After you’ve made these selections, you can change backup settings by tapping the menu button (the three horizontal bars), selecting ‘settings’ and hitting ‘Backup and Sync’. With ‘backup & sync’ enabled, your camera roll will automatically, continuously and securely be uploaded to Google’s servers. Here you can also change the size of uploads and mobile data settings.

Google Photos

(Image credit: Google)

‘Backup and sync’ is also useful for iPhone users looking to save snaps from Google Photos to their device. It won’t automatically sync new shots to your iPhone that were uploaded to your Google Photos library from other devices: you’ll still need to manually download new images individually or in batches. But the sync setting will work out which shots are already saved to your camera roll and hide the download option to prevent duplication.

Because it’s a Google service, Android device users have more options than their iOS counterparts. The Android app, for example, allows you to select specific folders that you’d like Photos to back up – particularly useful if you want to avoid storing meme screenshots in the cloud, or if you want to maximize the 15GB free account capacity. Head to ‘Backup & Sync’ and tap ‘Back up device folders’ to choose which ones you want uploaded.

Excessive snapping left you low on smartphone space? In the settings menu, tap ‘Manage device storage’ then ‘Free up space’ to delete photos from your phone that have already been added to the cloud by Google Photos. It’s a nifty trick that can release storage space on your phone in a flash. You can also toggle ‘Limit cache size’ to restrict the amount of your phone’s storage used by image thumbnails.

How to backup to Google Photos from a PC or Mac

If your prized snaps are currently stored on your computer or an external hard drive, there are two ways to upload them to the cloud. You can visit, sign in with your Google account, tap ‘Upload’ then select a folder from your computer to upload to Photos. You’ll need to keep the window open until the upload has completed.

Alternatively, if you’d like to automatically back up photos from any folder on your computer, you’ll need to download Google’s ‘Backup & Sync’ desktop application, which works with both Windows and Mac.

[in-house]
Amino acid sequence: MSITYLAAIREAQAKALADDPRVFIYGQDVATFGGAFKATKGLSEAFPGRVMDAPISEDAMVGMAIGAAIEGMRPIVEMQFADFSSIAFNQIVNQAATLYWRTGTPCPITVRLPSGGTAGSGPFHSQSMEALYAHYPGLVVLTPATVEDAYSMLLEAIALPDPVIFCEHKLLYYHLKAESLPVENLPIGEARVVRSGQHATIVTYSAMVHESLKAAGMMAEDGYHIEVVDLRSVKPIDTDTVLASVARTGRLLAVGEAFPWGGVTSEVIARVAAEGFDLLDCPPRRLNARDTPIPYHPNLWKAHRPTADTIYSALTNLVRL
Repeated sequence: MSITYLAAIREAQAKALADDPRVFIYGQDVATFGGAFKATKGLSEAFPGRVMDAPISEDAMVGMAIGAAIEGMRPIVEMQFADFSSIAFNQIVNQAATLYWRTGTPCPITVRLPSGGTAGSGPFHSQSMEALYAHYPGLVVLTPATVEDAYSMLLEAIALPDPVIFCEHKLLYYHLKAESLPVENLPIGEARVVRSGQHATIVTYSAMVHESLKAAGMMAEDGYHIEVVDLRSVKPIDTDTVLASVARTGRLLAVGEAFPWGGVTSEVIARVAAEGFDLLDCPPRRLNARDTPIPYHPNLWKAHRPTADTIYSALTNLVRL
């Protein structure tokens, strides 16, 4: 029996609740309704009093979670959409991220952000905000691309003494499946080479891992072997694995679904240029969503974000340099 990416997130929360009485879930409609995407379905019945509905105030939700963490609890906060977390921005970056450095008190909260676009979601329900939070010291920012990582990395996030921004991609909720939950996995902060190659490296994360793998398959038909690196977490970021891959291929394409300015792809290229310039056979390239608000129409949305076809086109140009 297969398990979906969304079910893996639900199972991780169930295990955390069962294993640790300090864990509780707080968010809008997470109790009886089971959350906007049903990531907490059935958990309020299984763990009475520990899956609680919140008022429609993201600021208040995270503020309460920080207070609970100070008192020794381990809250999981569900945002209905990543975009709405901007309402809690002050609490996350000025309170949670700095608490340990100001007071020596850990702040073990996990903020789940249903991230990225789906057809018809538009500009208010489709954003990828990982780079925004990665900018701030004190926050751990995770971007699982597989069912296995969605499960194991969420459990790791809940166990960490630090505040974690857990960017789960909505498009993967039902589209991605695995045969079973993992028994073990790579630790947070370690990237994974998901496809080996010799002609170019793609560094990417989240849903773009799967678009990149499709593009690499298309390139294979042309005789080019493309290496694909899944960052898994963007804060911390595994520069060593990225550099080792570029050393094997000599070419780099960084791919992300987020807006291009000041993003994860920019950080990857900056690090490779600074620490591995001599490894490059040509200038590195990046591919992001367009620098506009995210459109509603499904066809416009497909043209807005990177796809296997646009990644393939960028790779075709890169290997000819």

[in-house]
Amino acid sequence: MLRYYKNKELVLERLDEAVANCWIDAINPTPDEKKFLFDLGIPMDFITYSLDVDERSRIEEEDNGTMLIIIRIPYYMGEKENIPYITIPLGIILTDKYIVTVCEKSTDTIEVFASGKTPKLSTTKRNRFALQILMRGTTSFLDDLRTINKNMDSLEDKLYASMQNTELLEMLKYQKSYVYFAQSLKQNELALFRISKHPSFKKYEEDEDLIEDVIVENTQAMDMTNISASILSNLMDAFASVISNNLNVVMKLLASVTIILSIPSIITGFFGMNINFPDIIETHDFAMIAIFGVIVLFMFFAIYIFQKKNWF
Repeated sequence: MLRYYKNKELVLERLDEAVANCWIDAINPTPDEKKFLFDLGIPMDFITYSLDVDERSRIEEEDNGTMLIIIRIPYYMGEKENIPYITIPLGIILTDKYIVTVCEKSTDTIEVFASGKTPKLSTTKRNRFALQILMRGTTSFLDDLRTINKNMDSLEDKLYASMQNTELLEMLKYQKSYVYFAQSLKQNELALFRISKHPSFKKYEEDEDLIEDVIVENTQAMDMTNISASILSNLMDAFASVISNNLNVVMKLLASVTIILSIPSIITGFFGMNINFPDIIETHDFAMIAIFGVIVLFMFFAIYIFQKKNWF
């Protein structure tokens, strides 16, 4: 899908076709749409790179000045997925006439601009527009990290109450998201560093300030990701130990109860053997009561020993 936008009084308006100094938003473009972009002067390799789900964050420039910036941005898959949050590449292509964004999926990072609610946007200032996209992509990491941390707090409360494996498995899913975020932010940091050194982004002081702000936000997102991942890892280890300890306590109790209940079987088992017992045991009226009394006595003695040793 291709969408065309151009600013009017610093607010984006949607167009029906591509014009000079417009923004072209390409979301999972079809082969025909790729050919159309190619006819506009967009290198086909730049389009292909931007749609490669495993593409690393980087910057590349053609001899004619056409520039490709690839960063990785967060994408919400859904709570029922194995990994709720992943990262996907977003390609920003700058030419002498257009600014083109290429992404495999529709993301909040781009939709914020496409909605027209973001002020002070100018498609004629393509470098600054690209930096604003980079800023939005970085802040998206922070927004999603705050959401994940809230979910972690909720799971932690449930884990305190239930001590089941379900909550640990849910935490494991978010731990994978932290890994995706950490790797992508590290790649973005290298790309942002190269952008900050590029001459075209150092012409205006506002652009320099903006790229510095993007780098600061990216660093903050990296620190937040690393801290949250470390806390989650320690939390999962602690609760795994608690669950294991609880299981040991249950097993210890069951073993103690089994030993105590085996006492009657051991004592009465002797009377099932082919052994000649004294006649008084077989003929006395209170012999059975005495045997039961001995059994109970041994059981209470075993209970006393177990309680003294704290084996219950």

Google Photos

(Image credit: Google)

Once it’s installed, simply sign in to your Google account and select the folders you’d like to be stored in the cloud. Your chosen folders will then be continuously backed up, so any photos you add afterwards will automatically be uploaded by Google Photos.

If you’d like to back up an SD card or a folder stored on an external hard drive, you’ll need to insert or connect it your computer before selecting it as a source during the ‘Backup & Sync’ setup.

With everything up and running, you’ll find ‘Backup & Sync’ running in your menu bar, checking for new photos and uploading copies to the cloud.

How to backup to Google Photos from Google Drive

The way that photo files are shared across Google Drive and Photos has changed: the two cloud storage solutions no longer handle photos jointly. That means you’re less likely to accidentally to delete photos permanently from the cloud, but the downside is that images uploaded to Drive won’t be automatically backed up to Photos – and vice versa.

If you’ve got snaps saved on Google Drive that you’d like to back up to Photos, there’s a relatively simple – if not perfect – method of doing so manually. In the web version of Google Photos, go the the ‘Upload’ button in top right-hand corner, select ‘Upload From Google Drive’, then choose the images from your Drive that you’d like to import to your Photos library. You’ll have the option of transferring them as ‘Original’ or ‘High quality’ files, and they’ll appear in your library instantly.

Google Photos

To backup from Google Drive to Photos, go the 'Upload' button in the top right-hand corner of the web page. (Image credit: Google)

This split approach also applies to other actions, including editing and deleting photos. Even if you store the same photo in both Drive and Photos, the files are not connected. 

Once an image is imported from Drive into Photos, it becomes entirely independent. So if you delete it from Drive, you’ll still find it in your Photos library.

How to backup Facebook photos to Google Photos

If you're not happy having all your personal memories stored exclusively on Facebook, there is a simple tool that lets you back up all of the photos and videos on your account to Google Photos.

The transfer tool, available for Facebook users worldwide, is a pretty quick and straightforward process – just follow these steps and it'll be sorted within hours:

Facebook Google Photos

(Image credit: Facebook)

1. Log into your Facebook account and go to the 'Account' drop-down menu over in the top right-hand corner.